Upon his return to Jaffa he dealt with the Freemasons even before taking care of his family and livelihood. The Freemason branch of Jaffa was a branch of the Egyptian formula and branch. The members at Jaffa decided that the Paris branch “Grand Orient de Paris” would suit them and their ideas and needs far better and therefore they requested to be admitted to it and were accepted. They also concluded that the name “Le Temple de Salomon” does not suit them for it smells of a Mission organization and so they changed the name to the Hebrew name: “Barkai” (Morning Star) which was also accepted in Paris. In 1896 grandfather’s savings were exhausted and he had to return to work and provide for his family. He again rented a flat at Neve-Zedek where he installed his family which he brought back from Rishon-Lezion and started working. Another daughter, named Leah, was soon born. Grandfather’s job at the French Railway Company helped him to provide for all of his family’s needs.
Towards the end of 1896 Yoseph Feinberg who was one of my grandfather’s best friends showed up in his shop and handed him a book which he just received , saying: “Here is the answer to your dreams and struggles.” The book was “The Jewish State” by Theodore Herzl in its original language – German. Grandfather did not resume working until he read the book studiously twice. He felt enlightened. Herzl’s way of expression and presentation of the Jewish problem as part of the universal social problem of social injustice and social inequality identified his own thoughts and shook him to the core. He, like many others, was swept by Herzl’s ideas and started devoting more time to them than he had thus far devoted to Freemasonry.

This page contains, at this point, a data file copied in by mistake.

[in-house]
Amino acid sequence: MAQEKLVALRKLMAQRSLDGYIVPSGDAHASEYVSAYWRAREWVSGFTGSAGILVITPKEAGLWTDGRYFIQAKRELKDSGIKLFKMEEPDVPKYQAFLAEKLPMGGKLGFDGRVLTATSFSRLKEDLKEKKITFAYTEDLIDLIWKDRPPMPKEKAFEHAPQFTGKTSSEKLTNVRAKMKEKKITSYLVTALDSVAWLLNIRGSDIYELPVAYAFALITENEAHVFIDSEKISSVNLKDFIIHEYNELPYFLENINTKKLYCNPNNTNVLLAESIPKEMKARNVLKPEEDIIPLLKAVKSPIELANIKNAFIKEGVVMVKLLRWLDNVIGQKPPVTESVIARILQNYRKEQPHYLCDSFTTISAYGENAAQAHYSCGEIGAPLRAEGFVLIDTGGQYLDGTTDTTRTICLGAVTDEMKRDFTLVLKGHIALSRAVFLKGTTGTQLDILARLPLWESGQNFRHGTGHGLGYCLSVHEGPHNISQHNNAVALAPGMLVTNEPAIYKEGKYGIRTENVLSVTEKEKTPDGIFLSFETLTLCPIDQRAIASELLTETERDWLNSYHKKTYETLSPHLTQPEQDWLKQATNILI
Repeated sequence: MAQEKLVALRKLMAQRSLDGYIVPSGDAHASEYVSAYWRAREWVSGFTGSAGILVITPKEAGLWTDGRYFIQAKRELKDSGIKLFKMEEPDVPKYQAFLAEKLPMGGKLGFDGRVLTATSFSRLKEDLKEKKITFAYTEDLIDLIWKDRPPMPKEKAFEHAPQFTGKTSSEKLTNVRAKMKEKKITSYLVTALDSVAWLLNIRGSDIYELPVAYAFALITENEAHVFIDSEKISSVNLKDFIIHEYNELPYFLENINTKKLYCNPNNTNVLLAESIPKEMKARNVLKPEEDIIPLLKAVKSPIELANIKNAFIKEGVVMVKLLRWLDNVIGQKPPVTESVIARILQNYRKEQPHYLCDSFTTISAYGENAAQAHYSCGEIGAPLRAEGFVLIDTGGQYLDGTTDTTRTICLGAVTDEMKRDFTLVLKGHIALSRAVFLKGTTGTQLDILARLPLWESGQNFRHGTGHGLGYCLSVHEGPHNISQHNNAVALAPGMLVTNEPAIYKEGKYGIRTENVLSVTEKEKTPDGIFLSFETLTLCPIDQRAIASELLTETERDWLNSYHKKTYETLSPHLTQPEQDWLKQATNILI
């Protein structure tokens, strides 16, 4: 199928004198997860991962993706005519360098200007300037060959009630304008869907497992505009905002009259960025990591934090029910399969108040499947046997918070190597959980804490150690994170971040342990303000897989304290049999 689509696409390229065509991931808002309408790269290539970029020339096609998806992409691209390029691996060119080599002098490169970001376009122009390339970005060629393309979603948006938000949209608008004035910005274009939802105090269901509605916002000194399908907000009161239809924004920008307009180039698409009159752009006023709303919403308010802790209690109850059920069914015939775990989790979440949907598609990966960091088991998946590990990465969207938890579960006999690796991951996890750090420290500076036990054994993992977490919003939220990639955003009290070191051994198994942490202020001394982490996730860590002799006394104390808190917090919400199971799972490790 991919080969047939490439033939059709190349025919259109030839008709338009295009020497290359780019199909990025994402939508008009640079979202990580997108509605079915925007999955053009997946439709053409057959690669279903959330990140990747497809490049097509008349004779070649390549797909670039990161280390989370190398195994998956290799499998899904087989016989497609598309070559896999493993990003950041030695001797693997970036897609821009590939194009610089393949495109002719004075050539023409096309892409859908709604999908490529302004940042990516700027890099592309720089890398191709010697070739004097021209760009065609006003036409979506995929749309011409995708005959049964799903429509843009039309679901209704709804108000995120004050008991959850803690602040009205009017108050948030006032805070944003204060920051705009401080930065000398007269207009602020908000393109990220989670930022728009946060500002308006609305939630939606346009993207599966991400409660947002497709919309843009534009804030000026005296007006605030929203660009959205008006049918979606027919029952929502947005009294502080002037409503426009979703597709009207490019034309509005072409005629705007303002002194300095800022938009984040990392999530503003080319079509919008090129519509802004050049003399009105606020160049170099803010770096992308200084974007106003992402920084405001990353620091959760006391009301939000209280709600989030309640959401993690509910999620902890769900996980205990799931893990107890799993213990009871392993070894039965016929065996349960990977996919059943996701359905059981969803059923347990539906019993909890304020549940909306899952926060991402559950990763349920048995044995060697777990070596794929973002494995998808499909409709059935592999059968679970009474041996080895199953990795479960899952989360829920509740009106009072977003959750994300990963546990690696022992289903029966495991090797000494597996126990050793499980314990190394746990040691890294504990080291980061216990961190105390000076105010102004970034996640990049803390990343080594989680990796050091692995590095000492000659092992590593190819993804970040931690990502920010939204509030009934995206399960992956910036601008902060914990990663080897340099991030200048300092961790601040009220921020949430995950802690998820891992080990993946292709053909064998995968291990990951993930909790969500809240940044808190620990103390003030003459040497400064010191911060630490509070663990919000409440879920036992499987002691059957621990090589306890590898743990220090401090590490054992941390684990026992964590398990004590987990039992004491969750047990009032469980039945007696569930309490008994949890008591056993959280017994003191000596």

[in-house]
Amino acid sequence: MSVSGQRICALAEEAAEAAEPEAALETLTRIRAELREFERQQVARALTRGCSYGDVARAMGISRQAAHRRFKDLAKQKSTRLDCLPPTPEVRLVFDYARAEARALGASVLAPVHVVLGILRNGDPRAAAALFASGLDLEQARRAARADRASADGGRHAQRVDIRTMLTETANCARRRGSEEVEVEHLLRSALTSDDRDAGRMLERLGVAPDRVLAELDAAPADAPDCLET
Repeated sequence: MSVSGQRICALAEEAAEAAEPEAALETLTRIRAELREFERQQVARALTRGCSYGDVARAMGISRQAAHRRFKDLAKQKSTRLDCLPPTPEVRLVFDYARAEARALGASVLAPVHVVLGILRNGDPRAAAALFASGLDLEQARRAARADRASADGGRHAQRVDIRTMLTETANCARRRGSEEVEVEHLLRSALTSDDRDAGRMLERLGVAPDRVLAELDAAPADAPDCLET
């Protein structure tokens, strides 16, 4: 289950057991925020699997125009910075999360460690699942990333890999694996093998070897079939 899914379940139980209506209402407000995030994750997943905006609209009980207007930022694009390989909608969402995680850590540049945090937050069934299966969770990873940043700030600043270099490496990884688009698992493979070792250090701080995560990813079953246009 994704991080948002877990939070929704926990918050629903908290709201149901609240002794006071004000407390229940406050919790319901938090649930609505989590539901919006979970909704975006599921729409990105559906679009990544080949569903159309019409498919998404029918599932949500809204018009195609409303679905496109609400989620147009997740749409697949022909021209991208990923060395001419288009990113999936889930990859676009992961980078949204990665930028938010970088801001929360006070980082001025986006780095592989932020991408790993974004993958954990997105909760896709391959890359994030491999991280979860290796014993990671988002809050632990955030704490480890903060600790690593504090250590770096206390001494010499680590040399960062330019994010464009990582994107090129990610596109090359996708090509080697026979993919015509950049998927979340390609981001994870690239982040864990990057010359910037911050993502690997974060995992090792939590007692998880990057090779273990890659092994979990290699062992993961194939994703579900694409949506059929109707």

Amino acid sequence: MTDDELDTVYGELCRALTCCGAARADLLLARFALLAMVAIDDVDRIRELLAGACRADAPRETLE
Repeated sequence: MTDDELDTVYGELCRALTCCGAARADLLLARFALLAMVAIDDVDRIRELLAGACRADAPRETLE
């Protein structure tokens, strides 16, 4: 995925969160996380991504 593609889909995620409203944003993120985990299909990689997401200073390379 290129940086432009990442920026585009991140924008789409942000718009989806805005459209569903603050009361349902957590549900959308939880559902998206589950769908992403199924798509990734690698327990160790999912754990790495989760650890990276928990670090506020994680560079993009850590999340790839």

The Zionist idea was not new and Herzl did not invent it. But Herzl succeeded in expressing it in a political tongue and to turn it from a religious movement to a political movement which suited the spirit of that time. A movement striving for the complete sovereignty of a people which woke up from a sleep of ages.